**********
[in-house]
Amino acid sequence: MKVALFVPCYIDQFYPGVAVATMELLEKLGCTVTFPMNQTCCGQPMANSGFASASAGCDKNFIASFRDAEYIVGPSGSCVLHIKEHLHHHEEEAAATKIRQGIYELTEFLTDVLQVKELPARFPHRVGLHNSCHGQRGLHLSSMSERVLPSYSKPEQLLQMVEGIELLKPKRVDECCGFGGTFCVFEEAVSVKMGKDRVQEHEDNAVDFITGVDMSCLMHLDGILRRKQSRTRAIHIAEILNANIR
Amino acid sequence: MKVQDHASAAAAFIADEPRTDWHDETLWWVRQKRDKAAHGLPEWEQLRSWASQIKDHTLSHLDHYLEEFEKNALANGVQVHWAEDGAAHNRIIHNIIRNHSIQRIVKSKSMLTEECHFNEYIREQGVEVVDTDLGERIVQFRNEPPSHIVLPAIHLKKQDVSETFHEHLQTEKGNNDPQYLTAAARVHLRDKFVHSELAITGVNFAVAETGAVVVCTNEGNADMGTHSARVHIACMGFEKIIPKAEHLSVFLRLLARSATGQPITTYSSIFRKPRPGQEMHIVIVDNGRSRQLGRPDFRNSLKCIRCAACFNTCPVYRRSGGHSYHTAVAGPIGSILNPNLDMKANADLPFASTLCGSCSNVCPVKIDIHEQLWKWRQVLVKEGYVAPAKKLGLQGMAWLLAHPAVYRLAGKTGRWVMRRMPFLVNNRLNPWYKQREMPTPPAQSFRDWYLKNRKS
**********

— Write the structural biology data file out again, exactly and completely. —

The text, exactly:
[in-house]
Amino acid sequence: MKVALFVPCYIDQFYPGVAVATMELLEKLGCTVTFPMNQTCCGQPMANSGFASASAGCDKNFIASFRDAEYIVGPSGSCVLHIKEHLHHHEEEAAATKIRQGIYELTEFLTDVLQVKELPARFPHRVGLHNSCHGQRGLHLSSMSERVLPSYSKPEQLLQMVEGIELLKPKRVDECCGFGGTFCVFEEAVSVKMGKDRVQEHEDNAVDFITGVDMSCLMHLDGILRRKQSRTRAIHIAEILNANIR
Amino acid sequence: MKVQDHASAAAAFIADEPRTDWHDETLWWVRQKRDKAAHGLPEWEQLRSWASQIKDHTLSHLDHYLEEFEKNALANGVQVHWAEDGAAHNRIIHNIIRNHSIQRIVKSKSMLTEECHFNEYIREQGVEVVDTDLGERIVQFRNEPPSHIVLPAIHLKKQDVSETFHEHLQTEKGNNDPQYLTAAARVHLRDKFVHSELAITGVNFAVAETGAVVVCTNEGNADMGTHSARVHIACMGFEKIIPKAEHLSVFLRLLARSATGQPITTYSSIFRKPRPGQEMHIVIVDNGRSRQLGRPDFRNSLKCIRCAACFNTCPVYRRSGGHSYHTAVAGPIGSILNPNLDMKANADLPFASTLCGSCSNVCPVKIDIHEQLWKWRQVLVKEGYVAPAKKLGLQGMAWLLAHPAVYRLAGKTGRWVMRRMPFLVNNRLNPWYKQREMPTPPAQSFRDWYLKNRKS